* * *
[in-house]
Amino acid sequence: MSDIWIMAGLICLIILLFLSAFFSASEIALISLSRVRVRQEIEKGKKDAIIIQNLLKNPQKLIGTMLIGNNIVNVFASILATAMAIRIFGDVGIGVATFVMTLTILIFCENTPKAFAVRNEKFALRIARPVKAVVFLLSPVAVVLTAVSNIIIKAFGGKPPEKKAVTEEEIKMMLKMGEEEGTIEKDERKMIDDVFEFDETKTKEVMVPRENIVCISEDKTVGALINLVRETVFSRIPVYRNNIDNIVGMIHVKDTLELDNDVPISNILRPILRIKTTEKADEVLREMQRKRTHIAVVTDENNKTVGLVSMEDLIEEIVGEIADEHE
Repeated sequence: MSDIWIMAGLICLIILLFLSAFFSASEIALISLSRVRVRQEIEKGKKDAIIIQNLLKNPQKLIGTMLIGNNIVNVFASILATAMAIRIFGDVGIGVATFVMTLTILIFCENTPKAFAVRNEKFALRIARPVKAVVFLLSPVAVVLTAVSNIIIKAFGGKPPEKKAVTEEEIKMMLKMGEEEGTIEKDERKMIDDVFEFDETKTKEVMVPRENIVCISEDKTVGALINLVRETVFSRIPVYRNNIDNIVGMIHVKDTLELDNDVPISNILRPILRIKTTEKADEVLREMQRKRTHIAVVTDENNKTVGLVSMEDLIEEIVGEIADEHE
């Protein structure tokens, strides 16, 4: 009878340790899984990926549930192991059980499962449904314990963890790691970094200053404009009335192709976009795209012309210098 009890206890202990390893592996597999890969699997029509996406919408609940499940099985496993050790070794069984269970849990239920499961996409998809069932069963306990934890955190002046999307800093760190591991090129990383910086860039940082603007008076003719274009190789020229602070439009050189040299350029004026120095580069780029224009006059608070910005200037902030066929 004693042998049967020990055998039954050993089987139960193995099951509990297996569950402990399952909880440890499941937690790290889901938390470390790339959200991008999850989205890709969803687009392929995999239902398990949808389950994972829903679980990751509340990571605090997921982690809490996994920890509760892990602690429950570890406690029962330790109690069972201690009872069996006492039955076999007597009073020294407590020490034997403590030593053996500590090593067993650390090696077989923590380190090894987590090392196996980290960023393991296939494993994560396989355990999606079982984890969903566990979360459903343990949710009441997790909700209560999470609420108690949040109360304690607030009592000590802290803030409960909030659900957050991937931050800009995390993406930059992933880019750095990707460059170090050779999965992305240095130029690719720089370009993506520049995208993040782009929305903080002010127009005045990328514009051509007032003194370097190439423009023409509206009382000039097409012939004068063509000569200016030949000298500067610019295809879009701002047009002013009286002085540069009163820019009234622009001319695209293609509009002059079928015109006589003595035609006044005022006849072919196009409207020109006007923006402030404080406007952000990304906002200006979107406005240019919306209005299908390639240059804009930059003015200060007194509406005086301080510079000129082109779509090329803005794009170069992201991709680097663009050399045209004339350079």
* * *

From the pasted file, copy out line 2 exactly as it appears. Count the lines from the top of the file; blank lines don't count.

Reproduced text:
Amino acid sequence: MSDIWIMAGLICLIILLFLSAFFSASEIALISLSRVRVRQEIEKGKKDAIIIQNLLKNPQKLIGTMLIGNNIVNVFASILATAMAIRIFGDVGIGVATFVMTLTILIFCENTPKAFAVRNEKFALRIARPVKAVVFLLSPVAVVLTAVSNIIIKAFGGKPPEKKAVTEEEIKMMLKMGEEEGTIEKDERKMIDDVFEFDETKTKEVMVPRENIVCISEDKTVGALINLVRETVFSRIPVYRNNIDNIVGMIHVKDTLELDNDVPISNILRPILRIKTTEKADEVLREMQRKRTHIAVVTDENNKTVGLVSMEDLIEEIVGEIADEHE